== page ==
Artemides Zatti was born in Boretto (Reggio Emilia) on 12 October 1880. Early in life he experienced the harshness of sacrifice, so much so that at the age of nine he was already earning his living as a labourer. Forced by poverty, the Zatti family, in early 1897 (Artemide was then 17 years old), emigrated to Argentina and settled in Bahía Blanca.
Young Artemides immediately started working, first in a hotel and then in a brick factory. He started attending the parish run by the Salesians. The parish priest at that time was a Salesian, Fr. Carlo Cavalli, a pious man of extraordinary goodness. Artemide found in him his spiritual director and the parish priest found in Artemide an excellent collaborator. It did not take long for him to turn towards Salesian life. When he was 20 years old he left for the aspirantate in Bernal. Those were very hard years for Artemide, who was ahead of his companions in age but behind them in terms of the few studies he had done. He overcame all the difficulties, however, thanks to his tenacious will, keen intelligence and solid piety.
While taking care of a young priest hit by tuberclosis, he unfortunately contracted the disease. The paternal concern of Fr. Cavalli - who followed him from afar - meant that the Salesian House of Viedma was chosen for him, where there was a more suitable climate and above all a missionary hospital with a good Salesian nurse who in practice acted as a 'doctor': Fr. Evasio Garrone. The latter immediately realised the serious state of the young man's health and at the same time sensed his uncommon virtues. He invited Artemide to pray to Mary Help of Christians to obtain healing, but also suggested making a promise: "If She heals you, you will dedicate your whole life to these sick people". Artemide willingly made this promise and was mysteriously healed. He accepted with humility and docility, the great suffering of renouncing his desire for priesthood (because of the illness he had contracted). Neither then, nor later did he lament for this unattained goal of his life.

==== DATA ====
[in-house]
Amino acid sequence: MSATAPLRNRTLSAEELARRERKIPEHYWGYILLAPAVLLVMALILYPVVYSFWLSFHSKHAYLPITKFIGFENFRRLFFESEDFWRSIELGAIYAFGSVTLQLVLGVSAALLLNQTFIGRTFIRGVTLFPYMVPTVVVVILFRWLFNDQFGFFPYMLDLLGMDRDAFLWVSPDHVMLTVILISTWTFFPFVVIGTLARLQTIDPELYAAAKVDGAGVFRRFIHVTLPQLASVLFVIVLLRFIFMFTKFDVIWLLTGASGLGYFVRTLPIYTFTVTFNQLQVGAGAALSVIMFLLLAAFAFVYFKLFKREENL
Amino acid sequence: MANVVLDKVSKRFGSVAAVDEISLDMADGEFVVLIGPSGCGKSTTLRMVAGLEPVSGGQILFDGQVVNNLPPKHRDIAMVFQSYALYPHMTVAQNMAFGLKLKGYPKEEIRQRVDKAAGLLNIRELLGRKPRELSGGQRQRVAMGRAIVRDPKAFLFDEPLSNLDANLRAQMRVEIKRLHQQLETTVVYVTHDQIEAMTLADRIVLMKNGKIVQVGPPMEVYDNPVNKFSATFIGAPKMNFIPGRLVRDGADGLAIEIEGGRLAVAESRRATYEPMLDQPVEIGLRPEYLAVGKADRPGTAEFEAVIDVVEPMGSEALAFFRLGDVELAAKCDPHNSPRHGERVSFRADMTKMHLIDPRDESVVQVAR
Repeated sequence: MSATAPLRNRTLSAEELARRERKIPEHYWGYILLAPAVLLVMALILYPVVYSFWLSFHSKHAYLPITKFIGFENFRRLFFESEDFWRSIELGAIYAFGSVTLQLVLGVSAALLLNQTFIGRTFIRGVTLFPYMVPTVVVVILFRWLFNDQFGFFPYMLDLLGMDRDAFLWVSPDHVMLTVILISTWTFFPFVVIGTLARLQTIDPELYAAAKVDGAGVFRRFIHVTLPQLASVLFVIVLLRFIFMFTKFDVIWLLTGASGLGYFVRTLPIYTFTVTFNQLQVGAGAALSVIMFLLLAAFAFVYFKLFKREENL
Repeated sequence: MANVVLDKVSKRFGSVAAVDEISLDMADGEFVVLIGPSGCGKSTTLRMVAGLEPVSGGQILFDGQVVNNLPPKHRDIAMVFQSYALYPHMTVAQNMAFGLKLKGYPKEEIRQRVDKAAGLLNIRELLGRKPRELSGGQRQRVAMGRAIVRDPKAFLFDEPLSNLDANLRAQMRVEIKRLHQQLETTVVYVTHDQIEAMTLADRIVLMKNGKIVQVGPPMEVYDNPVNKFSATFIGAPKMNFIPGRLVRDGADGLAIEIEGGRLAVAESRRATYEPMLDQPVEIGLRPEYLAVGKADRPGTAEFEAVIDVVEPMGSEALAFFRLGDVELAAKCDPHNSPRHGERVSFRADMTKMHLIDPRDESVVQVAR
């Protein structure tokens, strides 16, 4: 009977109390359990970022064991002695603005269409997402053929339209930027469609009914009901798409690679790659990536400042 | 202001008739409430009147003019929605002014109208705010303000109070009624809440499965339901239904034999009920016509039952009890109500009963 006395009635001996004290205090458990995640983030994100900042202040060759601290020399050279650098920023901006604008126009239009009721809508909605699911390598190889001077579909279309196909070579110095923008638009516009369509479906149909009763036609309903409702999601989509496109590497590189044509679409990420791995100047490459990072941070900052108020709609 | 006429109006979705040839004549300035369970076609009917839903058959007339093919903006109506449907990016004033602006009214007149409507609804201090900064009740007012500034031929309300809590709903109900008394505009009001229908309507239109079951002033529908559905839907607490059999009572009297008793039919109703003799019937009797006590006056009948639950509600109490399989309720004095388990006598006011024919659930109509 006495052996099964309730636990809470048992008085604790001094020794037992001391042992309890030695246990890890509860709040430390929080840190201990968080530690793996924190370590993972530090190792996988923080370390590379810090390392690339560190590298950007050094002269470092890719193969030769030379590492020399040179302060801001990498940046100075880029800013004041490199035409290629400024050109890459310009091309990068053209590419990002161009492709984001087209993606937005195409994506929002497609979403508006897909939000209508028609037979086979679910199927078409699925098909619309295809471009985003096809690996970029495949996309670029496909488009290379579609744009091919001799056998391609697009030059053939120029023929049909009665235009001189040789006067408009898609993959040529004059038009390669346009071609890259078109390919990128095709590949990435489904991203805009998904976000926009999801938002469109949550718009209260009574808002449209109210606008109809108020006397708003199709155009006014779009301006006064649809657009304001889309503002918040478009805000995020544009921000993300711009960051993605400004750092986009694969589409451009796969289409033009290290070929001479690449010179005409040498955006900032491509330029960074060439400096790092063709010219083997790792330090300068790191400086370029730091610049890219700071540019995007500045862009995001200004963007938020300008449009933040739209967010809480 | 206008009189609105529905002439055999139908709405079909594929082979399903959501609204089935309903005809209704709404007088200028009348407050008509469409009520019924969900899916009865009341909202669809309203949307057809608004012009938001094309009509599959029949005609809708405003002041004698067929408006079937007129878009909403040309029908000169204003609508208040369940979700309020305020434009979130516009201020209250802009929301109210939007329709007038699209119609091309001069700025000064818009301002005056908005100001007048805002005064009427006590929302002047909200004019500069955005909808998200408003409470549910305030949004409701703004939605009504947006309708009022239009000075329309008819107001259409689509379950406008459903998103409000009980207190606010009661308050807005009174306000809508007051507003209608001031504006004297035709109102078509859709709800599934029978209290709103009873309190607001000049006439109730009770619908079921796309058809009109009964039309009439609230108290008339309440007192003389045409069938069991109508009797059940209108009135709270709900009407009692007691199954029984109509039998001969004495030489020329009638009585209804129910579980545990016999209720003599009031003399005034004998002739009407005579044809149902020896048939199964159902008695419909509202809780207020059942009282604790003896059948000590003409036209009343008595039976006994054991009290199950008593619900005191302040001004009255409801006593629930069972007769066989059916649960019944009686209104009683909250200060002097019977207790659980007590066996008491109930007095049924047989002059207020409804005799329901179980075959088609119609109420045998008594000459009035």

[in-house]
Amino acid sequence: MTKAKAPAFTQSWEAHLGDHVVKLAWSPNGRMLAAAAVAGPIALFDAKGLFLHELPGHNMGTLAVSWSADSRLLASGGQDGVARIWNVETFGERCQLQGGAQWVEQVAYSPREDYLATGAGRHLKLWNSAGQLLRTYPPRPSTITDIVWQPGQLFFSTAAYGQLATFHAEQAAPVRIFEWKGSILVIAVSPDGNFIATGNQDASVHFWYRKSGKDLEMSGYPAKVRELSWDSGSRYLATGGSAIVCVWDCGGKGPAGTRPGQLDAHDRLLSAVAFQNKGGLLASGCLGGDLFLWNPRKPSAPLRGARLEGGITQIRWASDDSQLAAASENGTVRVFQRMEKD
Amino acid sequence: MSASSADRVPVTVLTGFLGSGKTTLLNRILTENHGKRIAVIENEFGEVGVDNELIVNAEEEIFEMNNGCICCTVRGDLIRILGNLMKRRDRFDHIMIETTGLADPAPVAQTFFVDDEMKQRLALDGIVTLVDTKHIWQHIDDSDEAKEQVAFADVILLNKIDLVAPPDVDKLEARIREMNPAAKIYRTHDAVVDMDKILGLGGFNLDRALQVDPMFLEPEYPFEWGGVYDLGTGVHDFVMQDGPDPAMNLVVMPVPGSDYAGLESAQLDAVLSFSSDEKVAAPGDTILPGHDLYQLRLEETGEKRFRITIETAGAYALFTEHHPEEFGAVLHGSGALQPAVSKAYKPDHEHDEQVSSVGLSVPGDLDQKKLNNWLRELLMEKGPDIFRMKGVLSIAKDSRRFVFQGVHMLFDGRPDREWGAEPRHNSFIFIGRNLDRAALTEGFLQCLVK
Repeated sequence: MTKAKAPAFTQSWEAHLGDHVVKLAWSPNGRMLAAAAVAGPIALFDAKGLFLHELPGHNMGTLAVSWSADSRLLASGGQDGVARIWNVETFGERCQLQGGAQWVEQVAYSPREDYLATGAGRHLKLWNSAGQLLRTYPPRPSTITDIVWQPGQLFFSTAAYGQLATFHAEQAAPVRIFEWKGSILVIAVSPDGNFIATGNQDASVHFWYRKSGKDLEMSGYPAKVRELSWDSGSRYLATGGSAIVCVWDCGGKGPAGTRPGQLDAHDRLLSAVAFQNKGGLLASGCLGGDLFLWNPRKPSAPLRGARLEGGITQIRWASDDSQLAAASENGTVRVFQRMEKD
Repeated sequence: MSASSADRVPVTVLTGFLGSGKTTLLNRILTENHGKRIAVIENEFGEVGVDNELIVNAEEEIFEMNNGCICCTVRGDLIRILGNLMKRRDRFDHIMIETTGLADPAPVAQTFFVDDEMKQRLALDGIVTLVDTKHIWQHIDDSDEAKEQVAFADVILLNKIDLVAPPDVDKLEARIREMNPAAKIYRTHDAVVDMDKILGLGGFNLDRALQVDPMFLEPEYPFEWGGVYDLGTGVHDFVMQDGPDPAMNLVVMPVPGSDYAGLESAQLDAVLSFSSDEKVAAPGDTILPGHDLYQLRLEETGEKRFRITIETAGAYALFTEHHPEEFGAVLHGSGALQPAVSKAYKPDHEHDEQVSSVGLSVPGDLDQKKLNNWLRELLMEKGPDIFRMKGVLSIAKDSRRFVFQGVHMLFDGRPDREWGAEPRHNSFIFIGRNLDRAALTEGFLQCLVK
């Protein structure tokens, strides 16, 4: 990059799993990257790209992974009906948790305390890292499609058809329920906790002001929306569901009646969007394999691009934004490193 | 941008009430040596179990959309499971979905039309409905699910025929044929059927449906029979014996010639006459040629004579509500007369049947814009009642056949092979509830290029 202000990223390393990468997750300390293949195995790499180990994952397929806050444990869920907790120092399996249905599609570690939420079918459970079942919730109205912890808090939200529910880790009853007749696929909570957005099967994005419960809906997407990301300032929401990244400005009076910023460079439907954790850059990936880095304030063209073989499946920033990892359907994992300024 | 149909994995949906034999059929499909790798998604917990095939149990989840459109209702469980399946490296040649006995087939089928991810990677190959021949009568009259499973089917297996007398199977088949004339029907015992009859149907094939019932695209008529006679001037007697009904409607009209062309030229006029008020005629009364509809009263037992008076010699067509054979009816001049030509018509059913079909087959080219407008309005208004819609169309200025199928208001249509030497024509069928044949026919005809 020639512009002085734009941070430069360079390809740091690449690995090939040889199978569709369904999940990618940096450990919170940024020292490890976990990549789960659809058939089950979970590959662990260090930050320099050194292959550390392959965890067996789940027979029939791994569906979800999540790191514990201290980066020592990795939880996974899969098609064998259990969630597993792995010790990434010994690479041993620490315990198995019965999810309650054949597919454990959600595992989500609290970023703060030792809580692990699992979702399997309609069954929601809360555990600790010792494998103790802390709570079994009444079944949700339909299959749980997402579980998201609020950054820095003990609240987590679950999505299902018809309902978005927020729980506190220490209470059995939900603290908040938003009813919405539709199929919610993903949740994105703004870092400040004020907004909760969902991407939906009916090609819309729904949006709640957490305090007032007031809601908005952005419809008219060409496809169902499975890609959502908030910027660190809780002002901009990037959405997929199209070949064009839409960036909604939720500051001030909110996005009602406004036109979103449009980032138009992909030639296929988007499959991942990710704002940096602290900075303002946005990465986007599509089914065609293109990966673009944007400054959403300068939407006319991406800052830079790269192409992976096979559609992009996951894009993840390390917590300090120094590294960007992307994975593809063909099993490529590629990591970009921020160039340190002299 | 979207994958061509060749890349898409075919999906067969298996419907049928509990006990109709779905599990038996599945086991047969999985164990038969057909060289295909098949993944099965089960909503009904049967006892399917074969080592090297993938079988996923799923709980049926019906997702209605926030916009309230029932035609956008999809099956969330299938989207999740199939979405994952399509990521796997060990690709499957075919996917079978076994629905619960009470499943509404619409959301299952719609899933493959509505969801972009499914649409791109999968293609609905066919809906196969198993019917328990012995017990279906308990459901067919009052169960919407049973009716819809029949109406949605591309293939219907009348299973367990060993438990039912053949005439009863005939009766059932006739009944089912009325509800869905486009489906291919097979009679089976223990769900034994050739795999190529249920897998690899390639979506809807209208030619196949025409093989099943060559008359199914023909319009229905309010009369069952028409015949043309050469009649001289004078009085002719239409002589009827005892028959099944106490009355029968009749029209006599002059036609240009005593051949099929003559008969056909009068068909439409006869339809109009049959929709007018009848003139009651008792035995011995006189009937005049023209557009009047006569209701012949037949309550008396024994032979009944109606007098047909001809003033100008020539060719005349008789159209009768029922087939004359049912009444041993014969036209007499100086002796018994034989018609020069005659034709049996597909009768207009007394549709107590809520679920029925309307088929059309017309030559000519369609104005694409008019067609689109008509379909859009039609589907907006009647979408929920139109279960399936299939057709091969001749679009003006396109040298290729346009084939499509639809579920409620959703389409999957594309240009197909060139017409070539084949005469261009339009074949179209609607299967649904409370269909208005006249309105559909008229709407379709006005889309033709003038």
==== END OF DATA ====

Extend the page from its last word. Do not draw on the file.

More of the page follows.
He made his first profession as a coadjutor brother on 11 January 1908 and his Perpetual Profession on 18 February 1911. In keeping with the promise he made to Our Lady, he immediately and totally consecrated himself to the hospital, initially taking charge of the adjoining pharmacy after obtaining the title of 'qualified in pharmacy'. When Fr. Garrone died in 1913, all responsibility for the hospital fell on his shoulders. In fact, he became it’s vice-director, administrator, an expert nurse esteemed by all the sick and by the doctors themselves, who gradually gave him more and more freedom of action. Throughout his life, the hospital was the place where he exercised his virtue, day after day, to a heroic degree.